We'll start the weekly column with the Israeli vaccine for COVID-19. Believe it or not, after the oversights of the COVID-19 checks and the failed epidemiological examinations, the vaccine, which is ready for human testing and may be a savior, is about to be delayed by red tape in a Health Ministry committee. Not a delay of two days or two weeks, but of months. Unimaginable? These are the details.
The Israeli vaccine was developed at the Israel Institute for Biological Research (IIBR) in Nes Tziyona. The prime minister has already boasted several times, with more than a hint, of a breakthrough achieved at the institute in the global race to develop a vaccine for COVID-19.
And there is a reason: the institute in Nes Tziyona, which is subordinate to both the Prime Minister's Office and the Defense Ministry, is one of the leading entities in the world in developing a vaccine against the virus, and even filed a patent for its development last month. But while other countries in the world approved clinical tests with unprecedented speed, with the participation of volunteers, the Israeli Health Ministry, which is responsible for approving tests, has its own pace that is shockingly slow. The committee made up mostly of volunteers that is supposed to approve the tests has still not found the time to convene.
The IIBR, which developed the vaccine and registered it as a patent, is supposed to provide an answer for chemical and biological threats against Israel, both those from enemy countries and those from nature like the coronavirus epidemic. Luckily, a few years ago, due to a wave of reports around the world that there was expected to be an epidemic at an unknown time in the future, in Ness Tziyona they started to prepare for the development of a vaccine for the virus that could be used for the "corona family" in general. It is not a vaccine based on weakening a certain virus that is injected into the body in order to teach the body to create antibodies against it, as in the past, but rather a vaccine in technology based on a virus that doesn't cause a sickness, but causes the body "to see" it as COVID-19 using methods of genetic engineering. In response, the body creates antibodies that prevent the "thorns" of the real coronavirus to connect to the human cells. Since the "prototype" of the vaccine for the corona family already existed thanks to the early preparations, it was only necessary to complete development of the vaccine according to the unique characteristics of the new COVID-19 virus on the basis of its genetic sequence.
After the prime minister instructed the IIBR to make development of the vaccine its top priority, and even allocated special budgets, the institute started to work around the clock. It carried out many tests on pigs, rabbits, hamsters, mice and other species. Even ladybugs. All of the tests were declared a success, meaning that the likelihood of the success of the vaccine among humans is now very high, almost 100 percent, which enables the transition to the "real thing": the first clinical testing on humans that will be based on several dozen volunteers. According to the procedure, the first test focuses on safety, along with an initial check of the effectiveness of the vaccine, so it will be possible to move on to the "third stage" – final testing of thousands of volunteers.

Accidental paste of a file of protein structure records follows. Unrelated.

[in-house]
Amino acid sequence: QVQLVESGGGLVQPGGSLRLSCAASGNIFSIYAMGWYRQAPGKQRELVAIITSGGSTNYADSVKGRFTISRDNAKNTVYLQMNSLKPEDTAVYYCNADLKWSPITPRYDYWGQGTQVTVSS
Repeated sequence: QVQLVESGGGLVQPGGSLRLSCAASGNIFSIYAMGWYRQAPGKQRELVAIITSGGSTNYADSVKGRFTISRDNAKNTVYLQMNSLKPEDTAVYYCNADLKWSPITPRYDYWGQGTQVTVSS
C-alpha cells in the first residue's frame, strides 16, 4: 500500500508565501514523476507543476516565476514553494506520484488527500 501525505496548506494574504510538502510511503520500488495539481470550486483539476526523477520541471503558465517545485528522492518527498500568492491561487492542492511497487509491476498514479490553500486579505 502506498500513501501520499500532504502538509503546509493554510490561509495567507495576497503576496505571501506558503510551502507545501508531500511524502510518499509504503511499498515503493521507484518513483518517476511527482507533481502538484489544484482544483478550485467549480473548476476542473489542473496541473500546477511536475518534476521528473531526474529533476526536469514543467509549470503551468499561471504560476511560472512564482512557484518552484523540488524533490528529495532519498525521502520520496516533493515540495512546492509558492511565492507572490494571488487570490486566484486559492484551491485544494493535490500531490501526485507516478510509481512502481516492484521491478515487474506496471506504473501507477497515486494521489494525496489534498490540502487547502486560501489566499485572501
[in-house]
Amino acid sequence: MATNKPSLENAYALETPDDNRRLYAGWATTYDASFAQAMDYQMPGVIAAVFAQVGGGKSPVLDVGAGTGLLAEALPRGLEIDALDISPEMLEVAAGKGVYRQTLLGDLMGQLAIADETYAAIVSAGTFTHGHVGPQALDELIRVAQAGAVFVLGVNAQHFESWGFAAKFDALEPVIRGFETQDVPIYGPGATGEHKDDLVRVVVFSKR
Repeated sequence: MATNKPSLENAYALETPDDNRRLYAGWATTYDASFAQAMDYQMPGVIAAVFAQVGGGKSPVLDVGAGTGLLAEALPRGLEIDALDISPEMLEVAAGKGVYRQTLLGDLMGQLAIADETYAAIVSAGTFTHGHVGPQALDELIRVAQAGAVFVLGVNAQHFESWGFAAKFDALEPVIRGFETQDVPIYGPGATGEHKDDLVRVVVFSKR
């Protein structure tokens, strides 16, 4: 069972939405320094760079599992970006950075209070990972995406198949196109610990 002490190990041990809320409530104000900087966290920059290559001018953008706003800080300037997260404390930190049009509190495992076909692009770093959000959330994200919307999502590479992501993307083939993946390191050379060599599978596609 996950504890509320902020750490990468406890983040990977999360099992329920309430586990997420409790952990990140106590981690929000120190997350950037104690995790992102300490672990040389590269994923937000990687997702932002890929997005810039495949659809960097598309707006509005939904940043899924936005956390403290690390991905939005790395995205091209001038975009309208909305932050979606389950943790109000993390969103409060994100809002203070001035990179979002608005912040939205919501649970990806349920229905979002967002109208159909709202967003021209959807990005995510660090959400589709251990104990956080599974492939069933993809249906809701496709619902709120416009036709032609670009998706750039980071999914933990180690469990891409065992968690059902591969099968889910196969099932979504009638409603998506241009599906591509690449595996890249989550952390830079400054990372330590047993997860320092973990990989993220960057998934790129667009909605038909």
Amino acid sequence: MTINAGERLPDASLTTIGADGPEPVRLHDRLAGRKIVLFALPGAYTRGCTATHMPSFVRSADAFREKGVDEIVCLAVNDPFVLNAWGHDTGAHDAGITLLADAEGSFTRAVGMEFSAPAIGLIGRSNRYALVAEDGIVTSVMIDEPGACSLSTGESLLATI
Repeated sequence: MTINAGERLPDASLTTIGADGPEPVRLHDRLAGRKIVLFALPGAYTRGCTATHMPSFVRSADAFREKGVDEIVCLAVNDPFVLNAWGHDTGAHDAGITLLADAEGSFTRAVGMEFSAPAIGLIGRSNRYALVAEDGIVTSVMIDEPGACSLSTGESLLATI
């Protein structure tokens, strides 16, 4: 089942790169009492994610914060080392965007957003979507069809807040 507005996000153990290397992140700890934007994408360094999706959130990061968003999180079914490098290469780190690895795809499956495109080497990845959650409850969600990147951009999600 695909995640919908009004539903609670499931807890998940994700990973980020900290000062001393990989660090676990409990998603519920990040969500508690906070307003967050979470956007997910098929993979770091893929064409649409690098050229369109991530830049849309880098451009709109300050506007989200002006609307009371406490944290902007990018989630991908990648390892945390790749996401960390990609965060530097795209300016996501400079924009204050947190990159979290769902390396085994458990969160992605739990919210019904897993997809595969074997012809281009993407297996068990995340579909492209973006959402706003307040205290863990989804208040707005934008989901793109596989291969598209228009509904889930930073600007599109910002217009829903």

In the entire world it is clear that only an effective vaccine can return the world to normal, and enable the overcoming of the coronavirus epidemic. That is the reason why leading countries in terms of development of a vaccine, led by Britain, the US, China and Germany, introduced the fastest possible tracks for carrying out the tests.
In Britain, it was reported this week on the success of the first clinical tests of a vaccine developed by staff from Oxford with the cooperation of the AstraZeneca pharmaceutical company, and on the immediate transition to stage three, the mass testing. If the Oxford vaccine succeeds, the British may have an effective vaccine in their hands by this October. It is, without a doubt, the leading vaccine today in the global race. In the US, the Moderna company, developing a vaccine using the method called RNA (and its chances of success are considered much lower), received special authorization from the Food and Drug Administration to completely skip the stage of testing on animals, and to immediately start testing on humans. There too they have already transitioned to stage 3. In China and Germany they are also preparing clinical tests to check the effectiveness of vaccines. The Health Ministry in Israel took action to acquire the option of the vaccine from the two leaders in the race, Oxford and Moderna, but if even if the option is realized, global demand will be enormous and the amount of tests that will reach Israel by the middle of 2021 will only be enough for a small percentage of the population.